If you haven’t adjusted the settings on your new HDTV, you’re not getting the best picture quality.
By eye or with a Blu-ray setup disc, having an understanding of what each picture control does is crucial to getting the best picture.
With a Goldilocks-esque “just right” amount of technical bits and practical advice, our guide should have you on the road to a better picture in minutes.
Unpacking and First Set-up
Most HDTVs have an screen that allows the user to choose Home Use Mode or Store Demonstration Mode. This is extremely important. The “Store Demonstration Mode” is designed to produce the brightest image, at the expense of black level, contrast ratio and energy efficiency. To obtain the best picture select the “Home Mode”. You will still be able to make user control adjustments to further maximize image quality.
The screen will also ask you to choose language and ask if you are using an over-the-air antenna or cable/satellite. If you don’t use an antenna you don’t want the TV to go into the tuner mode as you will not see an image.
Special Instructions for Smart TVs
If your new HDTV has Internet connectivity for streaming movies and other content, the next step should be connecting to the Internet. All Smart TVs have an Ethernet connection if you want to wire the TV directly. Many also have Wi-Fi for wireless set-up. Follow the on-screen or owner’s manual for set-up instructions. Once completed you should make sure you have the latest version of the TVs software, by performing a firmware update as per your TVs instructions. The update may add new features or Internet services or apps, and will assure you have the latest and best version of your new HDTV. We find nearly every TV we test has a newer firmware version available upon unpacking and set-up.
Nearly all TVs have picture modes that adjust multiple settings to create a certain “look” to the image. The best idea is to start with the “most accurate” setting, then adjust as you see fit. With nearly all TVs, this mode is called “Movie,” “Cinema,” or something similar. If these aren’t options, “Standard” is likely close.
If you’ve been watching your TV for a more than a few minutes, switching to one of these modes is going to be a shock. It will seem red (warm) and soft. It isn’t, which I’ll explain as we go.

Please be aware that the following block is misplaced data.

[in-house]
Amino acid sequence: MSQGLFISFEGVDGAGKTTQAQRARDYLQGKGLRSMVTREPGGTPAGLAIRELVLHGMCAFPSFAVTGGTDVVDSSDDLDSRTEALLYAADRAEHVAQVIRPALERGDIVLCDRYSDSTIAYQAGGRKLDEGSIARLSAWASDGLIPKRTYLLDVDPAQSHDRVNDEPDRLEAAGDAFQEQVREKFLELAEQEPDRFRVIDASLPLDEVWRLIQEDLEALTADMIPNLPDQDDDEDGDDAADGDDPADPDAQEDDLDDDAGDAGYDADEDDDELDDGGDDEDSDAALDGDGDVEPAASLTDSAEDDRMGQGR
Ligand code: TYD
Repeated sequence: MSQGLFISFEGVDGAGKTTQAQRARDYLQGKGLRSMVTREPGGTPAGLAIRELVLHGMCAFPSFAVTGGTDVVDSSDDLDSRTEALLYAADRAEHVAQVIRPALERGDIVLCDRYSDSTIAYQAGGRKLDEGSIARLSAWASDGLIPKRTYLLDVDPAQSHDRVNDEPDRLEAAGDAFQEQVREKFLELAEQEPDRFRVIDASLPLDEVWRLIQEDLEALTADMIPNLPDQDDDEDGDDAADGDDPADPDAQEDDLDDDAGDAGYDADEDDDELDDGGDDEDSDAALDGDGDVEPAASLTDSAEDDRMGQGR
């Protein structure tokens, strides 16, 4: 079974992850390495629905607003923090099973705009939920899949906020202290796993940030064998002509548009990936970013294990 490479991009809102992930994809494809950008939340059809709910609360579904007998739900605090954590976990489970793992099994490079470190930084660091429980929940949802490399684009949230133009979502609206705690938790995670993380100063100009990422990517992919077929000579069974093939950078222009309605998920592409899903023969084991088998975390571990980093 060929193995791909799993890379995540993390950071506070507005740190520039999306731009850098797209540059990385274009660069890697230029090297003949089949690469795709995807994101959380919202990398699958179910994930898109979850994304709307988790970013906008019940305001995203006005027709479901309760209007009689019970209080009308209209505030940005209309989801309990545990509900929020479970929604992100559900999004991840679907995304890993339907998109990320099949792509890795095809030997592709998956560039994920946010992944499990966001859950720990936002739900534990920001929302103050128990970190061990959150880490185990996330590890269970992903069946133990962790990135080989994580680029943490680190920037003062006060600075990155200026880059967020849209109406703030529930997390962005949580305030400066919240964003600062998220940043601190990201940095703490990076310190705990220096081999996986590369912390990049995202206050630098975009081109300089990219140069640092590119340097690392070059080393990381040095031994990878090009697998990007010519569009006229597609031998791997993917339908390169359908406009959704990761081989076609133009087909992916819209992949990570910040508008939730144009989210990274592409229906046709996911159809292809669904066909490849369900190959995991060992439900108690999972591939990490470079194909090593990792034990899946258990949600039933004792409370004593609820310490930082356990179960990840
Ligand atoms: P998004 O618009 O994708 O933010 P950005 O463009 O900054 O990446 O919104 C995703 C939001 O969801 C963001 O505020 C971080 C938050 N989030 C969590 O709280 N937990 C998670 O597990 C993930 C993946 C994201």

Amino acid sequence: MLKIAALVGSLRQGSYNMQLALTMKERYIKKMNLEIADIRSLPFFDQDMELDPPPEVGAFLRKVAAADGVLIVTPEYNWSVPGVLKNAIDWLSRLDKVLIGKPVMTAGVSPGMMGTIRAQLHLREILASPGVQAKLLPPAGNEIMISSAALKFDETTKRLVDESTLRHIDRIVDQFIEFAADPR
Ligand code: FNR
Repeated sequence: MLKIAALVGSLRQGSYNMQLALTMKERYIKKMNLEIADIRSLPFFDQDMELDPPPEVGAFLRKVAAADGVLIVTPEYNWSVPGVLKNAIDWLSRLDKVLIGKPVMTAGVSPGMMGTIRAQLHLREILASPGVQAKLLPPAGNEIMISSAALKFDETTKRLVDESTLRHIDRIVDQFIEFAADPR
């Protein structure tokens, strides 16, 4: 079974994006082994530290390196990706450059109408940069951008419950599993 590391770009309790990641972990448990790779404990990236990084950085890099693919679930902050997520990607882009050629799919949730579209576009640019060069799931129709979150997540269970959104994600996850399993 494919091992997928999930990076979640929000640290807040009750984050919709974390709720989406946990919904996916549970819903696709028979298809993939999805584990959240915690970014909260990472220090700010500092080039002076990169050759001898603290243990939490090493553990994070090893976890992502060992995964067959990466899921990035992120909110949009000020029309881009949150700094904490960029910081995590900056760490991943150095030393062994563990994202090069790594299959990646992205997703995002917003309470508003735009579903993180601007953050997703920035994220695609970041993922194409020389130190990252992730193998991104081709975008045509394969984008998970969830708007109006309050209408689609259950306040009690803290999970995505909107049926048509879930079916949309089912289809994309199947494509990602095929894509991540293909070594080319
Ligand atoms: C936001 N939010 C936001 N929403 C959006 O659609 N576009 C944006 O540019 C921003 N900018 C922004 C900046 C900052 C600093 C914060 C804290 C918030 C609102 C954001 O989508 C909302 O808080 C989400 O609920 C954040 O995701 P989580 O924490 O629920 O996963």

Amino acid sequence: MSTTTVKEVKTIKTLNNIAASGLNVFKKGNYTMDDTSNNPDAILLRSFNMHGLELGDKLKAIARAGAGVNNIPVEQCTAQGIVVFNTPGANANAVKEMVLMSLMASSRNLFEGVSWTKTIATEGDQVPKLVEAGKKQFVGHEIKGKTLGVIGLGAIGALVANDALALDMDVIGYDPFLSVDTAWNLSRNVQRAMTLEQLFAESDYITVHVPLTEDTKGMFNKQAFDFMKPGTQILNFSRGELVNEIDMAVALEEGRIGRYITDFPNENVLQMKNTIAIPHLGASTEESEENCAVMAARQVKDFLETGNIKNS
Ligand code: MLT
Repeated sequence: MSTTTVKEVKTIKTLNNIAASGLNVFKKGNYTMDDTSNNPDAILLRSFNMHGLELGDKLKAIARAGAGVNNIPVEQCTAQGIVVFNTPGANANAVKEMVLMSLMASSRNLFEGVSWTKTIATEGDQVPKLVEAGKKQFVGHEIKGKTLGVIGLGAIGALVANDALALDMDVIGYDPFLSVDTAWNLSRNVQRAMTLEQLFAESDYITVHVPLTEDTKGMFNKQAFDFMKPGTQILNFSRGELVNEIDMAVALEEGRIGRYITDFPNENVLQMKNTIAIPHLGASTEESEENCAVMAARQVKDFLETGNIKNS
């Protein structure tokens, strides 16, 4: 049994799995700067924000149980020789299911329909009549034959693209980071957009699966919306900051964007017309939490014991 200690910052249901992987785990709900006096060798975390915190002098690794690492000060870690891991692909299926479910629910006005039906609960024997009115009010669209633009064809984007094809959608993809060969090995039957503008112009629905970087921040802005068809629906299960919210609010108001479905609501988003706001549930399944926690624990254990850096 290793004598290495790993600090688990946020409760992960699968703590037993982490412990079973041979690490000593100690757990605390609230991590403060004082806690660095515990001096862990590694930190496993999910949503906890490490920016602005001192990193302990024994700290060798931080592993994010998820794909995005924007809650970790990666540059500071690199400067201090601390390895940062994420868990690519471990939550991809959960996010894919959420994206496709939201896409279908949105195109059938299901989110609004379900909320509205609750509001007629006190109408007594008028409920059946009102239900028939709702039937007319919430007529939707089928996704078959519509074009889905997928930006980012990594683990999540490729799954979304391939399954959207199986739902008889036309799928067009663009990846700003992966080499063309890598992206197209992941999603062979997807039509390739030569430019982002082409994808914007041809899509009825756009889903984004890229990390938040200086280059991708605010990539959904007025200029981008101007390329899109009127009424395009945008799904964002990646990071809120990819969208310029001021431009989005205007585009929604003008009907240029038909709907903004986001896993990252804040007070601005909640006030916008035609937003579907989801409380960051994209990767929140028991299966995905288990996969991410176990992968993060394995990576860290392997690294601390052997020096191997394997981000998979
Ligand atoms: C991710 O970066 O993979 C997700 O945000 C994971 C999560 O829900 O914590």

This control adjusts the bright parts of the image: Clouds, white shirts, snow, etc. The idea is to set this control high enough that the image “pops,” but not so high as to mask detail. All TVs have a maximum contrast setting, above which you’re not making the image any brighter, you’re just making near-white objects totally white.
If you’re using a setup disc, the contrast pattern will have a ramp of progressively whiter bars. The idea is to be able see most of these (but not those labeled “above white”).
If you’re not using a setup disc, find a TV show (ideally a live sporting event) that takes place outside. Skiing works great for this, though baseball does as well (fly balls, any shot of the sky). The idea is to be able to set the control so that you can still see detail in bright white objects. There should almost never be bright white blobs on the screen. If there are, turn the contrast control down some.
There is no average number to use as a guideline for this setting, but it’s almost never 100 or anything close. Try somewhere around 80% and go from there.
This is the opposite of the contrast control. It adjusts the dark parts of the image: Shadows, black hair, black leather jackets. The idea here is to set this control low enough that the picture has lots of contrast (as in, the difference in the light and dark parts of the image), but not so far that there’s just huge swaths of blackness on screen during any night scene.
If you’re using a setup disc, the brightness pattern will have a ramp of progressively darker black bars. The idea is to be able see most of these (but not those labeled “below black” or similar).
If you’re setting this by eye, any night or darkly lit scene will do. Set the control fairly low, past the point where you lose detail. Now gradually increase it until you see detail. If the picture looks gray or washed out, you’ve gone too far.